My network of friends is pretty familiar with the fact that I’m a sex toy aficionado. As a result, lots of them have asked me, over the years, to take them on their first-ever visit to a sex shop so they could buy their first-ever sex toy.
Working in the sexuality industry, you quickly learn (if you didn’t already know) that sex is a deeply personal and often embarrassing topic for many people. This is why, with rare exceptions, most of the people I’ve taken on their first sex shop visit have been really shy about it and have required some extra care and help on my part.
Here are some of my best suggestions for helping a friend (or even a family member) through the tricky but very rewarding experience of picking out a first sex toy in person!
1. Don’t judge them.
This is maybe the most important thing. If they say they want a set of anal beads, don’t make a weird face. If they’re hankering after a super realistic dildo, don’t judge their cock preferences. It takes a hell of a lot of courage to tell someone what sexy object you’ve been fantasizing about, so your reaction should always be, “Great! I’ll help you find one of those.” And then smile and follow through on your promise.
2. Help them set a realistic budget.
Many people don’t know that sex toys (at least, decent ones that won’t burn your innards) are an investment. Once you’ve established what kind of toy your friend is looking for, give them an accurate estimate of how much they can expect to spend on such an item. If necessary, remind them that they don’t have to buy it right away, that they can take some time to save up the money if they need to, and that it’ll be worth the extra cash.
3. Gently steer them away from shitty toys.
Sometimes, you’ll take a friend to a sex shop and they’ll inexplicably make a beeline for a jelly rabbit or some such monstrosity. As a mentor of sorts, it’s your responsibility to make sure they don’t get anything with phthalates in it; ideally, you would also school them on why nonporous toys are best. It’s also useful to draw on your own experience with toys, to make sure they don’t buy one that just isn’t very good!
4. Recommend something appropriate for a beginner.
Things I would say are not appropriate for most beginners: a dual-stimulation vibrator, a giant butt plug, or a mega-textured glass dildo. Things that are appropriate for most beginners: a standardly-shaped vibrator that can be used in lots of different ways, or a small-to-medium plug or dildo. Beginners to sex toys (especially those who also haven’t had sex before) often don’t know exactly what kind of stimulation they prefer, so it’s best to get something versatile.
5. Help them pick out a good lube if necessary.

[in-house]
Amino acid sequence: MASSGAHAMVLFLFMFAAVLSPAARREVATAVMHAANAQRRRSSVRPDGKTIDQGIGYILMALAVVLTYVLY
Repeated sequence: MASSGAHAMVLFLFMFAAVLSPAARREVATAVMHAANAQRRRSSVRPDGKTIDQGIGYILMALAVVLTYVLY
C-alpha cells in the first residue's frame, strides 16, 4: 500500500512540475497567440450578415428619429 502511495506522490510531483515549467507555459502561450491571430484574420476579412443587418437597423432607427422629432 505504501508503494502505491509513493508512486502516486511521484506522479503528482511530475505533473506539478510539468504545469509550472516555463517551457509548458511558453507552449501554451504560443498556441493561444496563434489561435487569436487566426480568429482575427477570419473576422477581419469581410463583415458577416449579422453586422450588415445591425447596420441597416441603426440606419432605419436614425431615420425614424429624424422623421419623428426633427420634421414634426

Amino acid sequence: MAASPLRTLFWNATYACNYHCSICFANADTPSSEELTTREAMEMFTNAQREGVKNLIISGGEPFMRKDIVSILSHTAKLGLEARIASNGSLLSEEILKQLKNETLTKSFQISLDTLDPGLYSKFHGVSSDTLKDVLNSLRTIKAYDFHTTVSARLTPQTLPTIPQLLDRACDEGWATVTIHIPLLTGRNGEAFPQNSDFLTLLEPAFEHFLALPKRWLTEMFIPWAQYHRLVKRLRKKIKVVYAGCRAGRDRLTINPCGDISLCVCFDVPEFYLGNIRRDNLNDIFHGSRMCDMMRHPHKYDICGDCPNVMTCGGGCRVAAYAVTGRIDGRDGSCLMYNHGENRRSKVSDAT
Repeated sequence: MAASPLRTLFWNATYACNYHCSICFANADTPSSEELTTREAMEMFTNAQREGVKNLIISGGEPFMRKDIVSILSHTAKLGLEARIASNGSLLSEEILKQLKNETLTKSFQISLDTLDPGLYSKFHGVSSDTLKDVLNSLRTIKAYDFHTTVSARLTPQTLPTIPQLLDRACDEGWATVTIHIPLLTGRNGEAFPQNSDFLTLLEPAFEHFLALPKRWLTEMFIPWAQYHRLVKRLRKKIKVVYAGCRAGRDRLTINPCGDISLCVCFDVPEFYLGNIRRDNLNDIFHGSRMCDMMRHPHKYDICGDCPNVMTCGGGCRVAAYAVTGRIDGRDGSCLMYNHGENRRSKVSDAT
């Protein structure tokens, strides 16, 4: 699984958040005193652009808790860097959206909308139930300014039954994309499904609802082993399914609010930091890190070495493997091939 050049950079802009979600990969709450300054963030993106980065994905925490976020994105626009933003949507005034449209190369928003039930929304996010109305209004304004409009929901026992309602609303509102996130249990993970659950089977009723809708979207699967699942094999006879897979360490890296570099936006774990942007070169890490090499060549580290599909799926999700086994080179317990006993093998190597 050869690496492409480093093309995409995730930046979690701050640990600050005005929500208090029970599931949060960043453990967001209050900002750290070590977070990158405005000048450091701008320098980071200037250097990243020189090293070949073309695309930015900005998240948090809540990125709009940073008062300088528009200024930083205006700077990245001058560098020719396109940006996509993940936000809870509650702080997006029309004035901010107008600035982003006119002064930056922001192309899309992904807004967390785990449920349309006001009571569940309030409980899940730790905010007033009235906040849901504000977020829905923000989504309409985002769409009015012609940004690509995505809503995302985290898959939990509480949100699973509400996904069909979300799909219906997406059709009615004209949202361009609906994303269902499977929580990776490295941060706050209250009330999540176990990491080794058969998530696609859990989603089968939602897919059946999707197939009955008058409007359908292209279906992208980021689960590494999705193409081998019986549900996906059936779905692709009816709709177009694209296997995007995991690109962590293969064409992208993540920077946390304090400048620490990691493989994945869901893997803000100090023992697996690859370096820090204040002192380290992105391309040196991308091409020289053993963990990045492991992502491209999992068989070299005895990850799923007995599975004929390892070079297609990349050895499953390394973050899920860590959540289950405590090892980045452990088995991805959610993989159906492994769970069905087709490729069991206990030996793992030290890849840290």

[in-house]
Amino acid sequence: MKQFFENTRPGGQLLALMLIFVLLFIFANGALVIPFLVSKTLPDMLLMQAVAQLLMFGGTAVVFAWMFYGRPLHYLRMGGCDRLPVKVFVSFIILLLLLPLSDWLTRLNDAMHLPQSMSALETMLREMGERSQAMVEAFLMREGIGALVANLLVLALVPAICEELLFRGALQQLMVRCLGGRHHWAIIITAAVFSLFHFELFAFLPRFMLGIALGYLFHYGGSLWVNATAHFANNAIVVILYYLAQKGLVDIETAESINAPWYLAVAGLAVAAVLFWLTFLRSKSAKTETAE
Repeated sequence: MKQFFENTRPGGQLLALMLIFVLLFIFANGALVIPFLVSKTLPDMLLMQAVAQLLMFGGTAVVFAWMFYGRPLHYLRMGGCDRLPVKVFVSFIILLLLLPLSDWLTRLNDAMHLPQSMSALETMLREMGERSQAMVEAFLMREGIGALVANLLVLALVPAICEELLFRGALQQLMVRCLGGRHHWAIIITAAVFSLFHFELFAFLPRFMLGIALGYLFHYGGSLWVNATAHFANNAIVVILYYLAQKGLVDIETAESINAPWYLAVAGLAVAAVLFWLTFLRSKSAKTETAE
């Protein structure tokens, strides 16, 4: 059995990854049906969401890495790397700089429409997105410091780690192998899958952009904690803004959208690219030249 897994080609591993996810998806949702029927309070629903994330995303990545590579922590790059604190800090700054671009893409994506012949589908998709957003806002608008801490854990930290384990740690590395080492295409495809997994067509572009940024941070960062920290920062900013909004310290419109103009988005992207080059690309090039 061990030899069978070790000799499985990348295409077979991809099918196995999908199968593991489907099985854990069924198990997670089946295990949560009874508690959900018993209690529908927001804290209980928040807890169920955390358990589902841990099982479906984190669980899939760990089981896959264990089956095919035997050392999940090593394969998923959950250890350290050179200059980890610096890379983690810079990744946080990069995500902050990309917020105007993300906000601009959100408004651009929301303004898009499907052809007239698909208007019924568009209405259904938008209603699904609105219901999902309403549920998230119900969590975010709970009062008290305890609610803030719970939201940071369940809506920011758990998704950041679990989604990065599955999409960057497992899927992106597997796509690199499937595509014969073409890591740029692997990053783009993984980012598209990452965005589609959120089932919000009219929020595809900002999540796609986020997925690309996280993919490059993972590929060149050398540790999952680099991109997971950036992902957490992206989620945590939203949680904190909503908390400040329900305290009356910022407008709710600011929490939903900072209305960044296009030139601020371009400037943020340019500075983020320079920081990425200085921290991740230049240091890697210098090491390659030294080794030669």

This is basic stuff, but it’s important. If their new toy is silicone, don’t let them buy a silicone-based lube. If they have a vagina, keep them away from lubes containing glycerin and parabens. Or just keep things simple and hand them a bottle of Sliquid.
6. Stay close, but give them time alone too.
Sometimes a friend is so nervous that you have to stand with them the whole time they’re trying to choose a toy. I also find, though, that there’s usually a moment where you feel this “vibe” (ha ha) from the person that they want you to walk away for a minute. Just go across the store and fondle the Fleshlights for a little while. Your friend might need to feel like they’re alone so they can grope toys without feeling like they’re being watched in an intimate act.
7. Be ready to interact with the sales staff for them.
The first time I took a friend to a sex shop, she was so shy that she literally whispered the entire time. Obviously, I had to step in. In a sex shop, you often have to show the sales clerk which toy you want, so they can go grab you one from the storage room – and that can be an awkward moment for first-time toy buyers. Read their body language to see if they need help, or just step up to the plate and do it. They’ll be grateful.
8. Don’t be creepy.
When you help someone pick out a sex toy, sometimes there’s an urge to ask them a few days later, “So, how are you liking it?” This is a weird thing to ask, as well-intentioned as it might be. They’ll probably bring it up if they want to tell you about it – but if they don’t, you gotta respect that. You don’t get to be privy to their solo sex life just because you helped facilitate one part of it.
Have you ever introduced a friend to sex toys? How did it happen? Did it go well?